Koha: A Library Checks Out Open Source - page 2
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A big part of the development process being done to modify Koha for the NPL is the much-needed addition of file management and search systems used by many libraries throughout the US. While Koha has been deployed in other nations, the product has never had a need to conform to US inter-library standards, which NPL would need in order for their systems communicate with other libraries.
The first of these standards is Z39.50, which, according to Koha developer Steve Tonnesen, "is a protocol that is used to search library collections. Basically you can sit down at a Z39.50 client, type in a query, select some libraries, and it will connect to Z39.50 servers at each of those libraries and return a list of results from each library."
Tonneson, who is also a network administrator for the Coast Mountains School District in British Columbia, Canada, indicated that while Koha has Z39.50 client support, NPL needs to have Z39.50 server support as well.
NPL is is also requesting MARC (MAchine Readable Catalog) support as well as NICP, a protocol for inter-library circulation of books. All three of these projects will need to be finished before NPL can fully adopt Koha.
Koha is a relatively new open source program, with about 20 active team members scattered around the globe. It was started in 1999 when the Horowhenua Library Trust, a pulic library system in rural New Zealand, opted to write their own software with the help of NZ software firm Katipo Communications.
According to Pat Eyler, who is the current Kaitiaki ("manager") of the Koha Project, "Katipo recommended that the new application be open source as well. This had three great advantages over proprietary software. First, it protected HLT; no matter what happened to Katipo, the software would be available and HLT could hire anyone to support it. Second, it freed Katipo from becoming a software marketing company; they were able to keep their attention on writing software for HLT and not have to sink resources into selling Koha to other clients. Third, it allowed other libraries to work with the software; installing it for little or no cost, extending it to fit their own needs, and then sharing those changes with all of the other libraries using Koha.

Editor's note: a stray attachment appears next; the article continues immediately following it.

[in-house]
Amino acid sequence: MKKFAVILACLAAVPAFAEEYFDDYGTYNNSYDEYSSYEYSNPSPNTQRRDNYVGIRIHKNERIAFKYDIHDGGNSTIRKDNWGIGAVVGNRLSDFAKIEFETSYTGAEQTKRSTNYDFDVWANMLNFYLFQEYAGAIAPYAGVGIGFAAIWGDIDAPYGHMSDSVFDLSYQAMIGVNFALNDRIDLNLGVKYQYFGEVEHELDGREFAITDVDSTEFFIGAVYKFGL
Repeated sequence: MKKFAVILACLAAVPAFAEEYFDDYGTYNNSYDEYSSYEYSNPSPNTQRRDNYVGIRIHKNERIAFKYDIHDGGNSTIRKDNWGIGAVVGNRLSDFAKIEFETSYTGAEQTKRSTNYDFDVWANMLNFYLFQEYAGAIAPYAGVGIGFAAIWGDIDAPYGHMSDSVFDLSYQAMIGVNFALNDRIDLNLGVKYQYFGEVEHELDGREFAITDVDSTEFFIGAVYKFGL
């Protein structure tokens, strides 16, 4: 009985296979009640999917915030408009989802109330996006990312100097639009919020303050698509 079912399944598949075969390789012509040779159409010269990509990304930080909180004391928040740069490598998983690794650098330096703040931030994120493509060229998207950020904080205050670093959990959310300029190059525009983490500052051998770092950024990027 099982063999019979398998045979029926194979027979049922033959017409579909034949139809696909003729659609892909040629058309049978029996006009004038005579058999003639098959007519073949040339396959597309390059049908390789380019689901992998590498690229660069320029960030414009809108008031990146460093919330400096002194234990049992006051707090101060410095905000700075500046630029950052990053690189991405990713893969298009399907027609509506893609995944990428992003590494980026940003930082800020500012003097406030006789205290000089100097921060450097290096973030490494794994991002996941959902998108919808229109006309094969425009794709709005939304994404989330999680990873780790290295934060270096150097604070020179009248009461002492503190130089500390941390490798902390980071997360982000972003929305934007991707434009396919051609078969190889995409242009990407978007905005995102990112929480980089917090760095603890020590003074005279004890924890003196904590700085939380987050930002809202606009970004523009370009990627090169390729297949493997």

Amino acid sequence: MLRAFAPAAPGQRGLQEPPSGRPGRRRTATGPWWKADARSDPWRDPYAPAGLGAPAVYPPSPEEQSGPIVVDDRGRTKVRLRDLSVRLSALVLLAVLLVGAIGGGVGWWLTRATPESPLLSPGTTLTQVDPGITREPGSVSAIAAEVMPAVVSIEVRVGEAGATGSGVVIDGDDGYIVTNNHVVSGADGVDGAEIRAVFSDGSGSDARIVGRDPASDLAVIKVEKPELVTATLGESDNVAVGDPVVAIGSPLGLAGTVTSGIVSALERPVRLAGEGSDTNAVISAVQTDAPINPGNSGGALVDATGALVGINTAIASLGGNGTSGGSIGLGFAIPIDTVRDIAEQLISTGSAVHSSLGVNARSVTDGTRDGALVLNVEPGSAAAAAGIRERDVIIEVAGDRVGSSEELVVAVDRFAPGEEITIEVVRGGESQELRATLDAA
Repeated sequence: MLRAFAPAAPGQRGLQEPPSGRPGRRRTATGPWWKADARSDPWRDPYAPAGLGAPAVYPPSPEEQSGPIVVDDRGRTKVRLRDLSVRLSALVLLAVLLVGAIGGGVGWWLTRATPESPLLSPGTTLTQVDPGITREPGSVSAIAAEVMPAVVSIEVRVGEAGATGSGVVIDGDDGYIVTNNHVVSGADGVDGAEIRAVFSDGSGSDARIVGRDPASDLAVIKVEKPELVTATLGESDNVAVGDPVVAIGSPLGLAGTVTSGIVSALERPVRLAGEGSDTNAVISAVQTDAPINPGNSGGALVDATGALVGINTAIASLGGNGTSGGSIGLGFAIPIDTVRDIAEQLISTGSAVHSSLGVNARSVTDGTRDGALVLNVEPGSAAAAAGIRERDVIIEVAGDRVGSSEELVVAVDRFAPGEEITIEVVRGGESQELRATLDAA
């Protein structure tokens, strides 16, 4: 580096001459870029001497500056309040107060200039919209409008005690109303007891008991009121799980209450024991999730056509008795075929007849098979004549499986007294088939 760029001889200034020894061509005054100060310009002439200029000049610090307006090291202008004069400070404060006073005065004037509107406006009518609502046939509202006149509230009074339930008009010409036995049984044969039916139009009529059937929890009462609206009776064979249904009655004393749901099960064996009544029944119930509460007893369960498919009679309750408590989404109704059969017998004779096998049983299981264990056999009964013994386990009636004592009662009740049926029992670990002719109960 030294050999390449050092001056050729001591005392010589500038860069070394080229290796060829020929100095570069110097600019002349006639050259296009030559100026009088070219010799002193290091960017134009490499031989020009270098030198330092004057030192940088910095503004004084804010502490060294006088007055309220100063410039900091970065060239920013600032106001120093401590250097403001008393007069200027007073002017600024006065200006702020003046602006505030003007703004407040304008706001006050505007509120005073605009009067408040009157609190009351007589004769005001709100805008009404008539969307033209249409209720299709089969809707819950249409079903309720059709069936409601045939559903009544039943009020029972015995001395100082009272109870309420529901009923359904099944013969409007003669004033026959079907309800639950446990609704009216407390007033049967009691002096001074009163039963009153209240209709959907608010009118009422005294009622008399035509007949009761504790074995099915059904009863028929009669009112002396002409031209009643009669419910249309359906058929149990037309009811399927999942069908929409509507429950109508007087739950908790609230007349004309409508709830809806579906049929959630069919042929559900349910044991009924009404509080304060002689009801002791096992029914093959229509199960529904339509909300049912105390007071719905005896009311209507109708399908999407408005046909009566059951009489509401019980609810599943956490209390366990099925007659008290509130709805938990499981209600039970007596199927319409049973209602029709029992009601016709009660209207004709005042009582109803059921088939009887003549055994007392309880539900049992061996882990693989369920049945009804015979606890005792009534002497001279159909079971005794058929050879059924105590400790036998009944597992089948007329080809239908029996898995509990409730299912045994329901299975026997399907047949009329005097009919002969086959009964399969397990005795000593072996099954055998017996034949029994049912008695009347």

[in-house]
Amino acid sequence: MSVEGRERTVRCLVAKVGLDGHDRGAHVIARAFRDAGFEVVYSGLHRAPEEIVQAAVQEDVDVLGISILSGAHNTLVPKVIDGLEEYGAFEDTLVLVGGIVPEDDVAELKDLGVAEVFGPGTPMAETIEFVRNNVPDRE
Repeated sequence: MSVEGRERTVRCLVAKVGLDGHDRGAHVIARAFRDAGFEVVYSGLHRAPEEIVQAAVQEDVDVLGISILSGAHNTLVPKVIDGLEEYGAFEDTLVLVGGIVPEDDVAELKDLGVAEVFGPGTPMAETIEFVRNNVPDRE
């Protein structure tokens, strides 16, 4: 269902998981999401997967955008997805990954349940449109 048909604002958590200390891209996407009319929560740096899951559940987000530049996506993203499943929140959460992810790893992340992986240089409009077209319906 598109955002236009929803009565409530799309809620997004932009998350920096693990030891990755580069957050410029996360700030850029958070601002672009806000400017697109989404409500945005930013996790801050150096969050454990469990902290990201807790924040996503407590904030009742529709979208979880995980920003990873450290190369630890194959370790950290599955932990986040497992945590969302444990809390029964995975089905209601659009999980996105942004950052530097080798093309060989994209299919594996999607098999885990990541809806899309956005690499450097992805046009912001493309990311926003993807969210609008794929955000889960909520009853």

"Fittingly," Eyler added, "this new software would be called 'Koha,' a Maori word meaning 'gift.'"
Thus far, Koha has been a gift to the libraries that have adopted it since its initial release. As each system converts to Koha, it has added additional functionality to the application. Since the application is licensed under the GPL, that means that all users of the application benefit from the incremental efforts of the developers.
The NPL is fully behind their investment, not just in terms of time but also in funding. Just this week, the library has issued a formal RFP for the MARC support, which Hedges believes will be just the impetus the Koha project needs to build the functionality NPL needs.
Despite the funds spent on training and development work, Hedges has absolutely no regrets about the money being spent now. "We may be spening $10,000 this year," he explained, "but we will be saving $10,000 in license fees for every year thereafter."
Hedges has also seen a lot of interest in the project from neighboring libraries. Once the conversion is finished, he predicts that the interest will sharply peak, as the NPL flavor of Koha will very likely match what NPL's neighbors need.
Hedges believes that the pay-off will be much greater than the effort put into setting up Koha when NPL is left with a custom-designed system that can later grow as the library's needs grow.
"Sure, there's a committment," Hedges explained. He and his staff do understand that this is what "free" really means.
"It's free software in that it's free to change."
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